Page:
I much admired Chad filmmaker Mahamat-Saleh Haroun's 2007 feature Daratt/Dry Season. (It took the no.4 spot in my year-end list that year.) He’s triumphed again with his fourth feature, A Screaming Man. Made in the same refined and frank vein as Daratt, this new film follows Adam (Youssouf Djaoro), a pool cleaner and former swimming champion who works at an exclusive N'Djamena hotel with the assistance of his son, Abdel (Diouc Koma). After a job reshuffle Adam loses his job to Abdel; he sinks into a depression, fuelled by anger and humiliation, and takes unexpected action; a questionable decision that threatens his family's personal stability just as the country's situation worsens when civil war breaks out and rebel armies infiltrate the area.
Much of the film’s drama is underplayed. Haroun’s camera focuses on Adam in a curious, contemplative manner, observing with deftness the way his livelihood and pride is slowly and slyly wrenched from him. Events major and minor are directed with crisp elegance, ensuring the plot never strays into falsity despite the tinge of melodrama inherent in it. One crucial shot, detailing a troubling decision Adam makes halfway in, tells us everything we need to know in a single, slow zoom into Adam’s face as he silently wallows in his demotion. Work is life for him; his job a necessity and cherished position, however lowly, which still holds for him the shine of his former swimming glories.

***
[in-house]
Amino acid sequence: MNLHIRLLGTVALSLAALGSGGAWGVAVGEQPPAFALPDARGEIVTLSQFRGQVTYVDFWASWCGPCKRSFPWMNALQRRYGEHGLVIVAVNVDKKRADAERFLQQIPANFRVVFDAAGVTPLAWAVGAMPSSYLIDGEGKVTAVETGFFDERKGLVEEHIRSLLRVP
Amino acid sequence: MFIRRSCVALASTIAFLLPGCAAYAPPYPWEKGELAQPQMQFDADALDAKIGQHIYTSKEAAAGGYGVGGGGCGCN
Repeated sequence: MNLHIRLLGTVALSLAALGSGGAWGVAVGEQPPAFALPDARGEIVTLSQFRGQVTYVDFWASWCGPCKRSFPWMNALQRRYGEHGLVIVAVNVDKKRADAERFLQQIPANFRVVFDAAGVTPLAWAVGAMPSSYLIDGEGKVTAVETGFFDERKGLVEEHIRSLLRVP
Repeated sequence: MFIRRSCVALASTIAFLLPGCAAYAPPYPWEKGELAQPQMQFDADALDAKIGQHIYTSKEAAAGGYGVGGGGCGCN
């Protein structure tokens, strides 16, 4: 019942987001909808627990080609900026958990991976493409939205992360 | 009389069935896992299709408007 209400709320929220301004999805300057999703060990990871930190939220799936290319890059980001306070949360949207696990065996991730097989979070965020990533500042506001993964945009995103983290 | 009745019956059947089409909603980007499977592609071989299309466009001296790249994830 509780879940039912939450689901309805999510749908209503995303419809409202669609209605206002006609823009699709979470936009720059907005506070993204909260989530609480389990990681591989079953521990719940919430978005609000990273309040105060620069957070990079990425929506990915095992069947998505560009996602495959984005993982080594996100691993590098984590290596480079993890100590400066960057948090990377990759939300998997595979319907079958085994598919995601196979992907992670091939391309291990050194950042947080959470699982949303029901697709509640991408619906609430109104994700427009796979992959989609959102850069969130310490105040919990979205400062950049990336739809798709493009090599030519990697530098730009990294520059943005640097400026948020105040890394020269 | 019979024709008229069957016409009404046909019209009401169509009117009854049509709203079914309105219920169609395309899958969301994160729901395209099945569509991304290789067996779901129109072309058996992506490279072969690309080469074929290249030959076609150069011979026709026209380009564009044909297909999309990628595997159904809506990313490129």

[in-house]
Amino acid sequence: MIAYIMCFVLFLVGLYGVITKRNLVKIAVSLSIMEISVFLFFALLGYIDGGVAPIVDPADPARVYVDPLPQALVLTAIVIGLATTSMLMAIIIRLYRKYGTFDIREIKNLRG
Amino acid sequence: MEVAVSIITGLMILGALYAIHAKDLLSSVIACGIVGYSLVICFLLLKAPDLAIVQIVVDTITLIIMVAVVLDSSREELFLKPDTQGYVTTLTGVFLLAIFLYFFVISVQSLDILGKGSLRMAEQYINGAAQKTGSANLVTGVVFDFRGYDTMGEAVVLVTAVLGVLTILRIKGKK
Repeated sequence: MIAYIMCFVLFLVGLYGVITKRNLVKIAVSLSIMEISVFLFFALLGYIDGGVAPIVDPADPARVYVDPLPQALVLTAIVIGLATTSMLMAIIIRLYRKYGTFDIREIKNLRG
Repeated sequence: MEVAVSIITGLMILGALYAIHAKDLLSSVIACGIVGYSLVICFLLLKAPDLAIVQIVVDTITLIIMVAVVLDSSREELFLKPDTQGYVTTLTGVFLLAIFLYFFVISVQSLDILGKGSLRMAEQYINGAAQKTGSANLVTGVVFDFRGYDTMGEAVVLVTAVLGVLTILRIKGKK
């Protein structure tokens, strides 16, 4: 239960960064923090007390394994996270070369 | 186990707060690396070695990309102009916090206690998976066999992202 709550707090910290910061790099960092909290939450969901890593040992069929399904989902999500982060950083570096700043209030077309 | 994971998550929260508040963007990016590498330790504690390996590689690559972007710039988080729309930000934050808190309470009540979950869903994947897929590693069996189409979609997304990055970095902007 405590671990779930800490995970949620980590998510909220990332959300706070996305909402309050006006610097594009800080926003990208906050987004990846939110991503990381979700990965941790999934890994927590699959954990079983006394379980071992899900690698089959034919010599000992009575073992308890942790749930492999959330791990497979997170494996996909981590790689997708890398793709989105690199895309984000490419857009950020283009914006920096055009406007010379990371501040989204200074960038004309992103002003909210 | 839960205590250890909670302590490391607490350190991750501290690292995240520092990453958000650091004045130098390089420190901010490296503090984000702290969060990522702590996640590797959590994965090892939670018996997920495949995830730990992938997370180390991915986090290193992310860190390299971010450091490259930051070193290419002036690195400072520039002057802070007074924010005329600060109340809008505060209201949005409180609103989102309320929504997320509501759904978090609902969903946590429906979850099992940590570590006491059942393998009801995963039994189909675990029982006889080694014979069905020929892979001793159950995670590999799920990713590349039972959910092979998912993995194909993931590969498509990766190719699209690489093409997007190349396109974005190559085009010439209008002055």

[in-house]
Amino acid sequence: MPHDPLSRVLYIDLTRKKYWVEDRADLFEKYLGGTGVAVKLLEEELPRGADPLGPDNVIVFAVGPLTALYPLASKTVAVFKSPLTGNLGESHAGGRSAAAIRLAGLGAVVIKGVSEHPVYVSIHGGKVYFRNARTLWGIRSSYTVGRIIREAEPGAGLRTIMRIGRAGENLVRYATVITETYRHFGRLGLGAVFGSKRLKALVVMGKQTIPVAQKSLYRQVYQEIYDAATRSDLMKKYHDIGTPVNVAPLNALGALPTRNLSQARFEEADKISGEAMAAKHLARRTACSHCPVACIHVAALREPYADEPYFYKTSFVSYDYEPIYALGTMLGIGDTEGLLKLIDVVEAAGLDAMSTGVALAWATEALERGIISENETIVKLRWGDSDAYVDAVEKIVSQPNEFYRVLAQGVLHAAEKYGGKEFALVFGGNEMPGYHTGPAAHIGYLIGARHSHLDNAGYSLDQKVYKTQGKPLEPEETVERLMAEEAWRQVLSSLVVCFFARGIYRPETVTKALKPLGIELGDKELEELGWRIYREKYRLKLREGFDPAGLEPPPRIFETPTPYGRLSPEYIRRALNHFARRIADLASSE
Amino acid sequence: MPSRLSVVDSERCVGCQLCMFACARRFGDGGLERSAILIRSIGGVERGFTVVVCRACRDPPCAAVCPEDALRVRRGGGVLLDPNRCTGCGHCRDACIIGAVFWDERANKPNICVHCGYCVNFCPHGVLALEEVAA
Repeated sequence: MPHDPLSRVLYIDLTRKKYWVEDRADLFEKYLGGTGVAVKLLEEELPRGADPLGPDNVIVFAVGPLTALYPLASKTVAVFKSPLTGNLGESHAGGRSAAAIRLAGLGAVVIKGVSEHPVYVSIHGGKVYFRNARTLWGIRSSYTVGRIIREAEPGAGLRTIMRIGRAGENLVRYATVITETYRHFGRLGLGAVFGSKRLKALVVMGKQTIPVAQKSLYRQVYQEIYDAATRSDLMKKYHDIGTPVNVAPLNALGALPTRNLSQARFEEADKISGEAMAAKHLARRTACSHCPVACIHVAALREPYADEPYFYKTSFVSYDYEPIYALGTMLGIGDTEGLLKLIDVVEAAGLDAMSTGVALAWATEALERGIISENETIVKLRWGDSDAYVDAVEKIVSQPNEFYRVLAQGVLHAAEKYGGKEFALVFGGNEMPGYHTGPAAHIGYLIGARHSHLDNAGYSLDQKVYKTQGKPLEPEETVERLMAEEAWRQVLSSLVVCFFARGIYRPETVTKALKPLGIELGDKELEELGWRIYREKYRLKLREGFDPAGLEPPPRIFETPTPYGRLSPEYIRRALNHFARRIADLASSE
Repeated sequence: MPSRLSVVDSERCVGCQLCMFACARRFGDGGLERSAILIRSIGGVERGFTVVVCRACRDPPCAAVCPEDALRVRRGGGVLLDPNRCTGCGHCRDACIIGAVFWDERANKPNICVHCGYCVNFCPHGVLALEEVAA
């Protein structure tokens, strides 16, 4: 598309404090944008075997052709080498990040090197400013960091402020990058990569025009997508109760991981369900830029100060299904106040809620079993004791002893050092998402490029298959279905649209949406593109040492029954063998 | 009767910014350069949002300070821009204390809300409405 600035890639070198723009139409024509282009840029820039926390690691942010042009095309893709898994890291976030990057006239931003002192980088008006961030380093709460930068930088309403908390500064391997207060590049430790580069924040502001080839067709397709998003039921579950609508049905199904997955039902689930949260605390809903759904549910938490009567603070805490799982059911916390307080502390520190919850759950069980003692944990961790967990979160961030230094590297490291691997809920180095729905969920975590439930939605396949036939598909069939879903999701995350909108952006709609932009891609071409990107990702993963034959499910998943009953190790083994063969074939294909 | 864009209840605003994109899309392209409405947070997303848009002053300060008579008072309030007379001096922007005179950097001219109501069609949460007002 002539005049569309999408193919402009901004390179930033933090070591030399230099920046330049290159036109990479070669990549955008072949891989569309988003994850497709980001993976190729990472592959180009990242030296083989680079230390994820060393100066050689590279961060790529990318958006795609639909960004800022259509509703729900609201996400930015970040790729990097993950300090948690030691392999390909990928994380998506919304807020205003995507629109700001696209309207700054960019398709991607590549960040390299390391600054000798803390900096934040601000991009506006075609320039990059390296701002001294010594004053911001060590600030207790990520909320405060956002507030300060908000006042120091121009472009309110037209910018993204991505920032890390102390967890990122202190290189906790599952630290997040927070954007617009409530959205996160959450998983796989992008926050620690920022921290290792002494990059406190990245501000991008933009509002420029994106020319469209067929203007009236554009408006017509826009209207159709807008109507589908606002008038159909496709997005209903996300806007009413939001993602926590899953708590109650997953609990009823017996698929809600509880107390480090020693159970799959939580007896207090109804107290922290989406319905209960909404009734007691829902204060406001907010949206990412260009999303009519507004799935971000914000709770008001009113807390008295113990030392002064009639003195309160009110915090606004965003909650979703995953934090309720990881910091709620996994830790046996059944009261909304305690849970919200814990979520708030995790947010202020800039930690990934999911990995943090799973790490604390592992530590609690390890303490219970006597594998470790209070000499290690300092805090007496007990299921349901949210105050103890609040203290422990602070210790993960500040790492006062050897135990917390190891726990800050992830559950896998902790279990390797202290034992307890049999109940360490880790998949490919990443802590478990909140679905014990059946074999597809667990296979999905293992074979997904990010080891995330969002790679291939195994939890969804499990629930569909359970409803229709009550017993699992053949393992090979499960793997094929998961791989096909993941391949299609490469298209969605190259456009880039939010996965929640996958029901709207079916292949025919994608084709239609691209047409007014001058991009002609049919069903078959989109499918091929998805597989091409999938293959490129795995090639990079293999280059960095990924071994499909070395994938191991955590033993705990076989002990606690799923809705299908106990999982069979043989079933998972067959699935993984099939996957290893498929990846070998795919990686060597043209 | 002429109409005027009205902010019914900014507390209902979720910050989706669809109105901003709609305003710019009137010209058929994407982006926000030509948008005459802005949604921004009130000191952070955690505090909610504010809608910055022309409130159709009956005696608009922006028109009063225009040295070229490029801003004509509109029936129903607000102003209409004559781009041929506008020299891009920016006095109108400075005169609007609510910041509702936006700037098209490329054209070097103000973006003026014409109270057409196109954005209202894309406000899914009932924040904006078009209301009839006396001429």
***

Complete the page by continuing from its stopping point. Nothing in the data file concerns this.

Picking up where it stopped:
Djaoro (who also gave a fine performance as the baker in Daratt) conveys regret and selfishness with natural ease. The film and the camera tracks him with generosity and guile. That we care about him despite his permanently-furrowed demeanour and questionable ethics comes down to his strong performance. Music is used sparingly, and feels loaded with sombre emotion when it cuts in; it disrupts key moments unexpectedly to underline pertinent visual points. Laurent Brunet's vivid photography boldly highlights areas of respite within dim home interiors as much as it luxuriates in the expansive splendour of the hotel poolside. It's photography that visually arouses a lot emotionally with seemingly little effort. A Screaming Man details stunted, withheld lives – affected by social pressures and a fraught political climate – with a simple yet devastating awareness of the fragility of responsibility. It's another great work from a compelling filmmaker who's carving out an individual presence in world cinema.